Development of new treatments: 11 pharma companies will agree to provide the leading NTD non-profit R and D group, the Drugs for Neglected Disease Initiative (DNDi), access to compounds and data for testing for activity against the NTDs, and DNDi and several companies will continue their collaborations on possible treatment. The companies gave no specific dollar amount for their commitment to spending on NTD research, although the GFinder survey, which tracks global health spending, reported that companies’ spending on both internal and external NTD R and D was about $400 million in 2009 (GFinder 2010 report) or about 0.5% of the total $70 billion pharma R and D spend (Reuters article), not strong offense. For a critique of the WHO approach as being heavy on treatment and light on research, see Patrick Adams’ posting of last November (Tropika blog).
Funding: the ever-generous Gates Foundation pledged to kick in another $386 million and the USAID ($90 million for FY 2012) and UK’s DFID ($200 million through 2015) ponied up as did the Lion’s Club International, the government of the United Arab Emirates, and Mundo Sano, a privately-financed NTD institute in Argentina. More money is great; however, I note that, according to an NTD researcher and advocate (Molyneux 2010), only 0.6% of all international health development assistance is aimed at NTDs so one could argue the funding is not in proportion to their impact and more is justified.
On the ground: the biggest challenge in tackling the NTDs has been operational. Weak public health systems have typically been by-passed and marginalized by the aid groups, so critics have questioned the long-term effect and benefit of the NTD effort (e.g., Morris 2010). The meeting’s most promising announcements were specific goals for NTD control and elimination set by the government of Mozambique and the statements by the governments of Brazil, Tanzania, and Bangladesh that they will implement of plans to control and eliminate NTDs in their countries. But as far as I could find, the Roadmap has no mechanism for reviewing, monitoring, supporting, or participating in these plans or the plans of the other 70 or so NTD-endemic countries. According to the meeting press release, “partners will follow collective progress through a scorecard that will regularly and formally track progress including whether participating organizations are meeting their supply, research, funding and implementation commitments,” but the process is not provided in the Roadmap which defers to specifics given in an unpublished WHO report of an April 2011 meeting (Roadmap, page 2). Ultimately, public health is the responsibility of the governments and without some mechanism for monitoring performance in providing treatments, vector control, and improvements to water and sanitation, governments will not be accountable and the goal of NTD eradication will not be met. In response to the meeting, the well-respected global health group, Médecins Sans Frontières, cheered for its intent but was concerned WHO was underplaying the challenges, especially for Chagas disease, sleeping sickness, and leishmaniasis, noting more support for in-country programs and product development is needed (MFS briefing).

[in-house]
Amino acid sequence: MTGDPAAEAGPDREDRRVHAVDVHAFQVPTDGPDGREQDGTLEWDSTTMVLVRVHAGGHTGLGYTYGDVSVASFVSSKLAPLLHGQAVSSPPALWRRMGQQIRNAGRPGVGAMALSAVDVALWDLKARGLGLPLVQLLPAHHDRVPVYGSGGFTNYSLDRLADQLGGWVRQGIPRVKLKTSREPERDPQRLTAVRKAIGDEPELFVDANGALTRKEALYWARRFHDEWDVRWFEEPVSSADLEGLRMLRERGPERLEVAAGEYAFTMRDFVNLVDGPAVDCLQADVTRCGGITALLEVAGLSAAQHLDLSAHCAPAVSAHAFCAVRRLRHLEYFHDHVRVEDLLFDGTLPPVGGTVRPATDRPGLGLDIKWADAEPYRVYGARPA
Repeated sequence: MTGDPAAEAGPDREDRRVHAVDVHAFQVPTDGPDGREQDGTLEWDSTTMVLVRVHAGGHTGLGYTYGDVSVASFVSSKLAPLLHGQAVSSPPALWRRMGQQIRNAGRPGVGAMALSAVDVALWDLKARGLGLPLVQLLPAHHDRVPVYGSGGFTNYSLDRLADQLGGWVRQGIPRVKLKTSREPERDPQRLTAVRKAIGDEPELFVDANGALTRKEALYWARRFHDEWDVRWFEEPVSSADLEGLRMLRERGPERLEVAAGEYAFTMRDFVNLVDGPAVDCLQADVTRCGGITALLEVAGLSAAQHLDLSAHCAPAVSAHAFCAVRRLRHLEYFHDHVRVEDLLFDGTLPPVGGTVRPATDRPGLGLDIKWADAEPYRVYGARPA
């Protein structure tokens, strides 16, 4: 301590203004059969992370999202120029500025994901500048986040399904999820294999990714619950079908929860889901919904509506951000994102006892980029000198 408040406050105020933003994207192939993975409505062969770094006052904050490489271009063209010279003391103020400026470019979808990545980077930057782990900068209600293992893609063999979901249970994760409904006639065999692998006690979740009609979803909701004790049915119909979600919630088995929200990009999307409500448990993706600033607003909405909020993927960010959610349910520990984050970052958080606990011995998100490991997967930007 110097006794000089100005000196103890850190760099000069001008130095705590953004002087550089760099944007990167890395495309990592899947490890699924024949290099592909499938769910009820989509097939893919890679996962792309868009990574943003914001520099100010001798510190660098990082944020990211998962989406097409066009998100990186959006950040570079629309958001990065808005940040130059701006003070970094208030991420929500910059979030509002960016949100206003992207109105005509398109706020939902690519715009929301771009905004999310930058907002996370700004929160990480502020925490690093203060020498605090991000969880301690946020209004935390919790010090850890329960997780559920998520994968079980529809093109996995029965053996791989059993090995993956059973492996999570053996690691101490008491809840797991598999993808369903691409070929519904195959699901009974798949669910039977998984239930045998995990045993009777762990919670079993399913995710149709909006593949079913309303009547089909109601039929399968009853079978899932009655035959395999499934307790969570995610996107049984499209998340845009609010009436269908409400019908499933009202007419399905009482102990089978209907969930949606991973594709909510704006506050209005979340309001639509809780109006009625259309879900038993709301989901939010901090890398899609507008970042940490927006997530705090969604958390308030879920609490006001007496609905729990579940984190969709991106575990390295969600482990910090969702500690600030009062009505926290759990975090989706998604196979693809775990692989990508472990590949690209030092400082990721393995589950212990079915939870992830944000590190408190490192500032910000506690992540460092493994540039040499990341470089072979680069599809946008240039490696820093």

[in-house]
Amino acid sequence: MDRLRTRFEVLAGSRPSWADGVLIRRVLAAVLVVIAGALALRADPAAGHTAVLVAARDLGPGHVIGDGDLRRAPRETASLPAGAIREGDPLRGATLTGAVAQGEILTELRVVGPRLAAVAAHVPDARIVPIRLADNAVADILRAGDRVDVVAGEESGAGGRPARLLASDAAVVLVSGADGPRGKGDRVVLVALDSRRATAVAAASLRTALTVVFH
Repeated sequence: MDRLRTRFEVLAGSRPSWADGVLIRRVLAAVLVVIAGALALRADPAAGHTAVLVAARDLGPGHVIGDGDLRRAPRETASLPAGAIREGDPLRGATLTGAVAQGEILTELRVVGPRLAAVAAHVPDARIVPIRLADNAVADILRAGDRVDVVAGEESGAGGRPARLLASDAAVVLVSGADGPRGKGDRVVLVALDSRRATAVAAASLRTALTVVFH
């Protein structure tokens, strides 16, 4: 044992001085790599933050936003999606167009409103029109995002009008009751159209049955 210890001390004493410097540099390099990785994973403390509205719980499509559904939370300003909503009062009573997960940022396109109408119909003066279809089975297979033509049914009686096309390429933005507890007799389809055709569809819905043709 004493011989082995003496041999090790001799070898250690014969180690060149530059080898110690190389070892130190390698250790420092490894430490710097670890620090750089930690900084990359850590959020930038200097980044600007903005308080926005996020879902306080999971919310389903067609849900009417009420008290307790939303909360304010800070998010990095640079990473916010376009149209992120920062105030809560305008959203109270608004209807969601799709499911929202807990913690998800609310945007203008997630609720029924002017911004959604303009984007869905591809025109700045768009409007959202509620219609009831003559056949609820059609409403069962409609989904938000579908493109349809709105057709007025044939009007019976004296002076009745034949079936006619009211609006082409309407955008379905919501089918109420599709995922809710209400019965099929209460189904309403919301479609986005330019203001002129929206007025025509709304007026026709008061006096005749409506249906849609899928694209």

My half-time analysis: WHO’s team leads the NTDs by a field goal, but it’s going to be a tough second half. It should up its game and not be allowed to punt.